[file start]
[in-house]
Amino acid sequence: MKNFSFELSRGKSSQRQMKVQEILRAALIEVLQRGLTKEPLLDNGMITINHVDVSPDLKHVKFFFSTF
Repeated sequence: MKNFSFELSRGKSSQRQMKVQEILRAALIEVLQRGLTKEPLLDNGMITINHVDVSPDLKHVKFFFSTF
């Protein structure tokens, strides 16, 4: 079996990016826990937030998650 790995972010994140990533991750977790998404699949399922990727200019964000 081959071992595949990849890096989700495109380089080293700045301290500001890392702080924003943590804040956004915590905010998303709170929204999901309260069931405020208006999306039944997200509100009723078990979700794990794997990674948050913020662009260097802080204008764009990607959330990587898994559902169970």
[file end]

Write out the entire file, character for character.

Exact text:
[in-house]
Amino acid sequence: MKNFSFELSRGKSSQRQMKVQEILRAALIEVLQRGLTKEPLLDNGMITINHVDVSPDLKHVKFFFSTF
Repeated sequence: MKNFSFELSRGKSSQRQMKVQEILRAALIEVLQRGLTKEPLLDNGMITINHVDVSPDLKHVKFFFSTF
């Protein structure tokens, strides 16, 4: 079996990016826990937030998650 790995972010994140990533991750977790998404699949399922990727200019964000 081959071992595949990849890096989700495109380089080293700045301290500001890392702080924003943590804040956004915590905010998303709170929204999901309260069931405020208006999306039944997200509100009723078990979700794990794997990674948050913020662009260097802080204008764009990607959330990587898994559902169970």